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5.3b Simplified photooxidation mechanisms for isopren e . . . 5.3c Simplified photooxidation mechanisms for toluene. . . . . . . . 68 5.3d Simplified photooxidation mechanisms for monoterpenes . . . . The effects of wet and dry leaf surfaces and light and dark on the deposition velocity of SO2 in wind tunnel experiments for three tree species. . . . . . . . . . . . . . . . . . . 5.5 Velocity of deposition of particles onto short grass. . . 5.6 Resistance to dry deposition of pollutant gases in a cereal crop ......................... 5.7 Atmospheric lifetimes of gaseous organic compounds. . . . . Mean annual pH of precipitation in the United States and Canada, 1979-1980 . . . . . . . . . . . . . . . . . . . . . . 69 . . 71 . . 73 e 75 . . 80 . . 81 5.9 Average lead deposition by precipitation over the continental United States, September 1966 to March 1967 . . . . . . . . . . 82 5.10 Average zinc deposition by precipitation over the continental United States, September 1966 to March 1967 . . . . . . . . . 5~11 Median concentrations of metals in precipitation in remote, rural, and urban areas relative to organism toxicity levels. . . . . . . . . . . ~ ~ - . ~ ~ 6.1 Electrical analog of pollutant exchange between leaf and surrounding air ...................... . 82 . . 89 6.2 Seasonal changes of pH of lake water taken from the outlet of Little Moose Lake, Adirondacks, New York, and from a 3-m deep pipe in the lake . . . . . . . . . . . . . . ~ e ~ ~ ~ ~ ~ 9 2 6.3 Nomogram used to predict changes in the acidity of lakes as the acidity of precipitation changes . . . . . . . . . . . . 102 6.4 Thresholds for the death of plants, foliar lesions, and metabolic or growth effects as related to the nitrogen dioxide concentration and the duration of exposure. . . . . . . . . . . 106 Interactive effects of pollutants . . . . . . . . . . . . . 6.6 A model for tolerance limits of Asellus aquaticus toward low water hardness and low pH . . . . . . . . . . . . . . . . 110 . . . 112 Models of interactions in the atmosphere-biosphere system . . . 123 Charcoal (elemental carbon) concentration as a function of depth in the Lake Michigan core . . . . . . . . . . . . . · ~ X11 . . ~ 134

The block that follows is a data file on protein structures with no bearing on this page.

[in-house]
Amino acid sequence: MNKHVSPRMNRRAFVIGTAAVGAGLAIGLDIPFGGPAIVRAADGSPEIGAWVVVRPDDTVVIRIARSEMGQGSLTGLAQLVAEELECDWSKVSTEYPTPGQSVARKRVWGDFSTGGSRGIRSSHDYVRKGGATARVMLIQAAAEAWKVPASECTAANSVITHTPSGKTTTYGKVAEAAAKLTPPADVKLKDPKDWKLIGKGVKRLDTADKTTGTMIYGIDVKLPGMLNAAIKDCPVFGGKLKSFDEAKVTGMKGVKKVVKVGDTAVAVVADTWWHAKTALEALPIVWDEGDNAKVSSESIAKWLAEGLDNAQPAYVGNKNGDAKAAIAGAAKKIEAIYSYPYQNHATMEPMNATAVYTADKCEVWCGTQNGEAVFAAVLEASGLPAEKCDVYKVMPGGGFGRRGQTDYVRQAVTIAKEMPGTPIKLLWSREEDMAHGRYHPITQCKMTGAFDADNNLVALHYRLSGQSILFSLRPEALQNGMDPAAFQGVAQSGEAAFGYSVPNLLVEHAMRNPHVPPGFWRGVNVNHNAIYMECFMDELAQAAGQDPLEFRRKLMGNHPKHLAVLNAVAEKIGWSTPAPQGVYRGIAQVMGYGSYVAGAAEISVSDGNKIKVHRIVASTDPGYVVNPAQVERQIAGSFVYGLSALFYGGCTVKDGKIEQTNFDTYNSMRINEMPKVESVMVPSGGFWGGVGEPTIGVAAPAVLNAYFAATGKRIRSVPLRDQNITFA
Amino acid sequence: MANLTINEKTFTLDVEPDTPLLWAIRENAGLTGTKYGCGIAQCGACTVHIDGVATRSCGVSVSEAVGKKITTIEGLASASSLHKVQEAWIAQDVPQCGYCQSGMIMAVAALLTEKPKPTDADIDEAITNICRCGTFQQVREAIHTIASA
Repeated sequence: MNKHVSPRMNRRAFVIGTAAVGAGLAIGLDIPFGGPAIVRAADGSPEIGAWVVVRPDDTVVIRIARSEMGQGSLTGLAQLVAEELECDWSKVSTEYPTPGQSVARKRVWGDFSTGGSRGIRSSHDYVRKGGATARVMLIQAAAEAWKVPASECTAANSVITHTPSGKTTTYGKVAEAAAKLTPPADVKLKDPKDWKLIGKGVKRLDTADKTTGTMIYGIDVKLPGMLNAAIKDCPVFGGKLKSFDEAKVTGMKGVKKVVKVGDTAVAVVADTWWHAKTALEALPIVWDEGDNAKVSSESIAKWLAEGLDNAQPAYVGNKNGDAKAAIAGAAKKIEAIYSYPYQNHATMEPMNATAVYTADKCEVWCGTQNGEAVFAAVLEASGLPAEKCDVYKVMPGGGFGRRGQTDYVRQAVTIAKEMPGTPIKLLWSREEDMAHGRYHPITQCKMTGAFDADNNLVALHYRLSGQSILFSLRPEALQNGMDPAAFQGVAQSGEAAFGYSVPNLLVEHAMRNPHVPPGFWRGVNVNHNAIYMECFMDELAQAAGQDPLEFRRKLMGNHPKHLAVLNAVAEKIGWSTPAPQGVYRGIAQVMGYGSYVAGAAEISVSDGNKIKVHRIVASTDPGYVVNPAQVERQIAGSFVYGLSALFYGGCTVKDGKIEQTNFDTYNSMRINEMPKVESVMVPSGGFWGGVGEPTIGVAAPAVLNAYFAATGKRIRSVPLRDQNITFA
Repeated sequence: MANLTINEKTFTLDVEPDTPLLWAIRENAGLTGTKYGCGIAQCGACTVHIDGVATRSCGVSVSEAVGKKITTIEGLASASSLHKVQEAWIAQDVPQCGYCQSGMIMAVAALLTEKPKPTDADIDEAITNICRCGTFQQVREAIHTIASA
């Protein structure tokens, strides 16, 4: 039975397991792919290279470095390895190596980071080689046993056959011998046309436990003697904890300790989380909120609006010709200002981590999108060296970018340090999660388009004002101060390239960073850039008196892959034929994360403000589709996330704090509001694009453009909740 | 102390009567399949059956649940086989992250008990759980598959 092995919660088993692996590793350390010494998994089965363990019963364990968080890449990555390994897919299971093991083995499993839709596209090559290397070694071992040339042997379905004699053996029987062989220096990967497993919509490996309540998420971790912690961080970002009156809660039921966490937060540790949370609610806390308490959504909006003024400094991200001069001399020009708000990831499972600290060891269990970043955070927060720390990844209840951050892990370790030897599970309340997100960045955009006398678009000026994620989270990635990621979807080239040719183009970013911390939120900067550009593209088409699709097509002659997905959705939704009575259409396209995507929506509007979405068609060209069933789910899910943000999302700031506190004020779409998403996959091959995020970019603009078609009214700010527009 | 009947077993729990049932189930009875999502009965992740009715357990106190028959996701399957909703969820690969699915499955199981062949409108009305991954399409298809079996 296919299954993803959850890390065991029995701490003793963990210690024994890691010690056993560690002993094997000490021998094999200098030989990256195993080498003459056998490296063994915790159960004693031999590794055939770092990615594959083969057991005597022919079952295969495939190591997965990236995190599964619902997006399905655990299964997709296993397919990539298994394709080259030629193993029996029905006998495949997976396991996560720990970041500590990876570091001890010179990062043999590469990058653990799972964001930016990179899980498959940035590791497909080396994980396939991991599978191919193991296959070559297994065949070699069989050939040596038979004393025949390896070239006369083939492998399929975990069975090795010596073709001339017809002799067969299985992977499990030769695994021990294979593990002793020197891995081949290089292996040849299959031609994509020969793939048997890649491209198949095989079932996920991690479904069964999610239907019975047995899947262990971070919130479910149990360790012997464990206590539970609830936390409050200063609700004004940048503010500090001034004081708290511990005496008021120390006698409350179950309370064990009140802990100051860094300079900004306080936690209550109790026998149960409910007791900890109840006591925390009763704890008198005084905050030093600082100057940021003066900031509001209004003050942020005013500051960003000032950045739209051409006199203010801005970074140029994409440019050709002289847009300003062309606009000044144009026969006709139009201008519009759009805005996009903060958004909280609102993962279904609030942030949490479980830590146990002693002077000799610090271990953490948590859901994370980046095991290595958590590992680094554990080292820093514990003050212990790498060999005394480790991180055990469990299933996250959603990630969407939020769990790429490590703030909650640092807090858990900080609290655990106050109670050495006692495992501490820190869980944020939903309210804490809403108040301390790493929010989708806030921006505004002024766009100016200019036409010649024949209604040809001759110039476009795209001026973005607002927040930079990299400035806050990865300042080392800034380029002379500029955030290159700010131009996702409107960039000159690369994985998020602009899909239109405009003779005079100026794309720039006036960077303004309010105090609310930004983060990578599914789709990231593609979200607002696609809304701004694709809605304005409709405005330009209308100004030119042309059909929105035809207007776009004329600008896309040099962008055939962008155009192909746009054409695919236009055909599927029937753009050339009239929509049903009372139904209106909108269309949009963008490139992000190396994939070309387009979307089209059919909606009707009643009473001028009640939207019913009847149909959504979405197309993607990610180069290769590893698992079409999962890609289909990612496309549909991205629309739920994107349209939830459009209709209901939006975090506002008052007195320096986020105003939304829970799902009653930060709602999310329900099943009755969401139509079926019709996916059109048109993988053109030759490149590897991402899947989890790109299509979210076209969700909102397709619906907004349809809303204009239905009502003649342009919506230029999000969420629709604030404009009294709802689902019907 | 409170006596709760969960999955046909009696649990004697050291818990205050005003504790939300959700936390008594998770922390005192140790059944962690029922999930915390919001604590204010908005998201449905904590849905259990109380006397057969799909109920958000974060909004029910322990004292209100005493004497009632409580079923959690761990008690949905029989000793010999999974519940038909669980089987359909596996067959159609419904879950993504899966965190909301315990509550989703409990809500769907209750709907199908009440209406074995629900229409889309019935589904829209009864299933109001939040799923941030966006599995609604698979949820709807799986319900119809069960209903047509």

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7.3 Metal concentrations (by dry weight) as a function of depth in the Lake Michigan core 135 Monthly mean concentrations at Barrow, Alaska, of atmospheric sulfate and vanadium that could not be attributed to natural processes 137 7.5 Changes in pH values of a Scandinavian river. . . . . . . . . 8.1 Sulfate concentrations on a sea-salt-free basis in northwestern Greenland glacier samples. . . . . . . . . . . . . 138 . 141 8.2 The formation of sulfuric and sulfurous acids from sulfur oxide pollutants. . . . . . . . . . . . . . . . . . . . . . . . 144 8.3 The pH of levels of precipitation in Scandinavia, 1955-1975 8.4 Average stack height and tallest stack reported among power plants burning fossil fuels (bituminous coal, lignite, oil) included in biannual design surveys of new power plants, 1956 "~ ~ O70 .. 145 8.5 Titration curve for bicarbonate solution at a concentration of 100 / OCR for page R1